- Purpose limitation – Ensure that personal data that is collected for a specific purpose is not used for any incompatible purpose. Examples given by the European Data Protection Supervisor (EDPS) include not taking data originally collected for maintenance purposes and allowing this to be used by insurance companies to: enrich driver profiles; calculate custom pricing; offer driving behaviour-based insurance policies; or investigate liability in road traffic accidents.
- Security – Ensure that there are robust protections for security and access control to safeguard against data loss or unauthorised access to personal data. Protections should be included to ensure that individual driver data is protected where the same vehicle is shared between multiple users.
- Lawful processing – Ensure that a valid legal basis can be established for all processing activities (unless an exemption applies). If you’re relying on consent, this must generally allow for individuals to turn on their own settings to activate personal data processing, and there must be an easy way for individuals to withdraw consent. If legitimate interests is relied on, carry out a legitimate interests assessment (LIA) whereby the organisation’s business interests are balanced against the rights of the individual.
- Sensitive or criminal data – Ensure that an additional condition for processing special categories of personal data or criminal data can be met if this type of data is being processed. This will be necessary if, for example, location data reveals a person’s religion or sexual orientation, or if a finance company wants to carry out fraud tracing activities.
- Third parties and data sharing – Ensure that all: data sharing with other third party controllers has a valid legal basis and is documented in a data sharing agreement that sets out each party’s respective responsibilities; processing by third party processors is documented in a contract that contains the legally-prescribed data processing terms; proper systems are in place to deal with third party requests including requests for data from law enforcement authorities.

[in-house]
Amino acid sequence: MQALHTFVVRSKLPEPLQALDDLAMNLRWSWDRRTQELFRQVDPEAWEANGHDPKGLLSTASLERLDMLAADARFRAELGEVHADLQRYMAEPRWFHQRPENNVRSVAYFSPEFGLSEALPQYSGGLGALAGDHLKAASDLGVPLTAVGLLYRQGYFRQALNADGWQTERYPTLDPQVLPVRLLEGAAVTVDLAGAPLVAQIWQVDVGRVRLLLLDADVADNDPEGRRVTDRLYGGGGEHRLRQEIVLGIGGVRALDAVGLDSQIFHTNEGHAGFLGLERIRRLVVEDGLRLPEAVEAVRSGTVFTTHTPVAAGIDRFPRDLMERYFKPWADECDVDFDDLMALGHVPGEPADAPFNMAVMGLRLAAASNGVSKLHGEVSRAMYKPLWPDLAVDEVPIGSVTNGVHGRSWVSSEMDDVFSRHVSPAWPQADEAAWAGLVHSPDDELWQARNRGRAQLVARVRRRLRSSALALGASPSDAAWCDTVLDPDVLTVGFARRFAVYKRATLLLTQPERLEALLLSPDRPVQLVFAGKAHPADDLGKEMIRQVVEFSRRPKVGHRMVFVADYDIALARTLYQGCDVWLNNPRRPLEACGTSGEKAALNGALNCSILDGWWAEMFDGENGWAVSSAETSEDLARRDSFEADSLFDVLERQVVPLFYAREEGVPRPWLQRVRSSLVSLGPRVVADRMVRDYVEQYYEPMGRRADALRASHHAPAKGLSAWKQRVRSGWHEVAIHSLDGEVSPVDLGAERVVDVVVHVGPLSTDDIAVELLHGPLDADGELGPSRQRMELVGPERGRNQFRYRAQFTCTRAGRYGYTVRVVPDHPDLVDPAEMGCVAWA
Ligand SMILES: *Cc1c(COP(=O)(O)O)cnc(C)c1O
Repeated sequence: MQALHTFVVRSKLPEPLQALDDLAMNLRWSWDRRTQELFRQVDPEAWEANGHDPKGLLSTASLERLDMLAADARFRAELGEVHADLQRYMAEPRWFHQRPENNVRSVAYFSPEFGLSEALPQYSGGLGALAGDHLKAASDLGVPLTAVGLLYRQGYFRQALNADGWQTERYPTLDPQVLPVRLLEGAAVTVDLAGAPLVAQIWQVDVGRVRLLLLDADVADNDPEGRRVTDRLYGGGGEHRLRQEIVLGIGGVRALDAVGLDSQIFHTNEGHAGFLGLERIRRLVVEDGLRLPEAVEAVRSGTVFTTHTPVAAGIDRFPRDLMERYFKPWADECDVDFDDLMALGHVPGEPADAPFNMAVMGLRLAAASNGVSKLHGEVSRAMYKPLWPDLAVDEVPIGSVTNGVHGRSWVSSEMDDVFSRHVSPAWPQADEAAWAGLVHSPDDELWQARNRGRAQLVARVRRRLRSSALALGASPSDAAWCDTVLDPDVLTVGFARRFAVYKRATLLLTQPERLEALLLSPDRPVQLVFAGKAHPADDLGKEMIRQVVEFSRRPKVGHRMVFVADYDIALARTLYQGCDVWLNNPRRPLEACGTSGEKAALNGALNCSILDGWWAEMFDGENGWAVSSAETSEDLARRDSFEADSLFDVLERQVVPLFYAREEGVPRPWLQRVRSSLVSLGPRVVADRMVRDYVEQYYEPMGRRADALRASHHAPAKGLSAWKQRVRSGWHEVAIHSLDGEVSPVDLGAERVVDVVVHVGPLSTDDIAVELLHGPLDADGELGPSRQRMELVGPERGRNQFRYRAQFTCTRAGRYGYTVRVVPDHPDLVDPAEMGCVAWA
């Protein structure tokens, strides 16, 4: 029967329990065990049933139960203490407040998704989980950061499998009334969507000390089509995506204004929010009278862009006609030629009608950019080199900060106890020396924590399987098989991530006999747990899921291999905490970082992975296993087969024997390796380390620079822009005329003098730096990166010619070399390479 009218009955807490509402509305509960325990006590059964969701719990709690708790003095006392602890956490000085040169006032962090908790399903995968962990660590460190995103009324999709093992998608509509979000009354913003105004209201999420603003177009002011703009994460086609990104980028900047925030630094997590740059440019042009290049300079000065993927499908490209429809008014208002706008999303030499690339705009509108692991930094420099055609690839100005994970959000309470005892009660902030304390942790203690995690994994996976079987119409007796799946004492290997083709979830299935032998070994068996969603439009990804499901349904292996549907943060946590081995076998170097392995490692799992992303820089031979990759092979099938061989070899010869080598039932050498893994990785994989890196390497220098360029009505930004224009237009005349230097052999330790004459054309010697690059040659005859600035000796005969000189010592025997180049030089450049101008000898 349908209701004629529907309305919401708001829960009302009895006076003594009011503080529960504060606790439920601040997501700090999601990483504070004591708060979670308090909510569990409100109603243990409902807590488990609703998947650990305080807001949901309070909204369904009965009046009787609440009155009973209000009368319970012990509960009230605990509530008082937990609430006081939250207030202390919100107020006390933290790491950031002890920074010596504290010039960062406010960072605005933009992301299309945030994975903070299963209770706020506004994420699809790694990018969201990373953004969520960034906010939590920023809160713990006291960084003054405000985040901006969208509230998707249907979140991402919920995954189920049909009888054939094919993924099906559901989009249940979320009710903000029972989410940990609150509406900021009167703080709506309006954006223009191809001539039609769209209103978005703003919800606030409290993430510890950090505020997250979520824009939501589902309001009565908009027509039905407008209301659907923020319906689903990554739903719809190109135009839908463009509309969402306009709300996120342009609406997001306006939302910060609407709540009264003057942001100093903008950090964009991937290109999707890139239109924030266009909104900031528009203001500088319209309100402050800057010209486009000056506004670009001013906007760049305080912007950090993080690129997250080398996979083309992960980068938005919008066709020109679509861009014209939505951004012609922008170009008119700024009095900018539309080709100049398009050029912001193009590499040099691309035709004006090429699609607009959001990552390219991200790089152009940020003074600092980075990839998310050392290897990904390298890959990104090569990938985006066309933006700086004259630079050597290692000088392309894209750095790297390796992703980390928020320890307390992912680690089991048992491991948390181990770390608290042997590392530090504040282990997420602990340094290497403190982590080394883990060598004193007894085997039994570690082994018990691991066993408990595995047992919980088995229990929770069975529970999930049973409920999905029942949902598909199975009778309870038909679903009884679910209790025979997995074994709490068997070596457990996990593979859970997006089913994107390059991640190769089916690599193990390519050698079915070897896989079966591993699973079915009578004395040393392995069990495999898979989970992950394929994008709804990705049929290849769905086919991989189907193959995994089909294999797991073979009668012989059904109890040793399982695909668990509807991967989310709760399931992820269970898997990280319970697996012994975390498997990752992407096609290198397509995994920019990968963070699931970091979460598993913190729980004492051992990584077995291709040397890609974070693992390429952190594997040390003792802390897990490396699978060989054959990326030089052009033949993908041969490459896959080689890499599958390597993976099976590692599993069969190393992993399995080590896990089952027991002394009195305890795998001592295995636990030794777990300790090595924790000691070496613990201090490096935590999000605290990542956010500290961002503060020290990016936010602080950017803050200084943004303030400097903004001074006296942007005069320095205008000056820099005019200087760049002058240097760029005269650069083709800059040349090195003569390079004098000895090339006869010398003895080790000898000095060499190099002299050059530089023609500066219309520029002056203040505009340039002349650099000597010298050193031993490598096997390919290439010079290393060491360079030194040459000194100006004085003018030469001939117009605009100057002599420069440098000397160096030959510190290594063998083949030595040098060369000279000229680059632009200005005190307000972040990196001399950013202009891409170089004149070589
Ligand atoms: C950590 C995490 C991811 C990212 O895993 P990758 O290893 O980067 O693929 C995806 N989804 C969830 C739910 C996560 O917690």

- Data subject rights – Ensure that data subject rights are given effect to, including rights of access and rights to object to processing on the basis of legitimate interests. For example, if a data subject requests a copy of a dashcam video recording this should be provided promptly and generally within one month at the latest (unless an exemption applies). However, when providing this recording it may need to be redacted to remove data of a third party.
- Consent – Finally, to comply with the ePrivacy Directive / PECR, organisations that access data from a connected or autonomous vehicle via a publicly available communications service will need to look at consent. They may need to obtain consent to access data collected in the vehicle where required – this consent will need to be obtained to the GDPR standard. This is the case irrespective of which legal basis is being relied on under GDPR.
For more details of Cordery’s work in the automotive sector and details of recent projects please visit https://www.corderycompliance.com/automotive/
For more information please contact Katherine Eyres or Jonathan Armstrong who are lawyers with Cordery in London where their focus is on compliance issues.
The 2005 US case referred to in these FAQs is James Turner v. American Car Rental, Inc.
Details of Jaguar Land Rover’s studies are here https://bit.ly/3g2HGCH.
The EDPB consultation is here – https://edpb.europa.eu/our-work-tools/public-consultations-art-704/2020/guidelines-12020-processing-personal-data-context_en.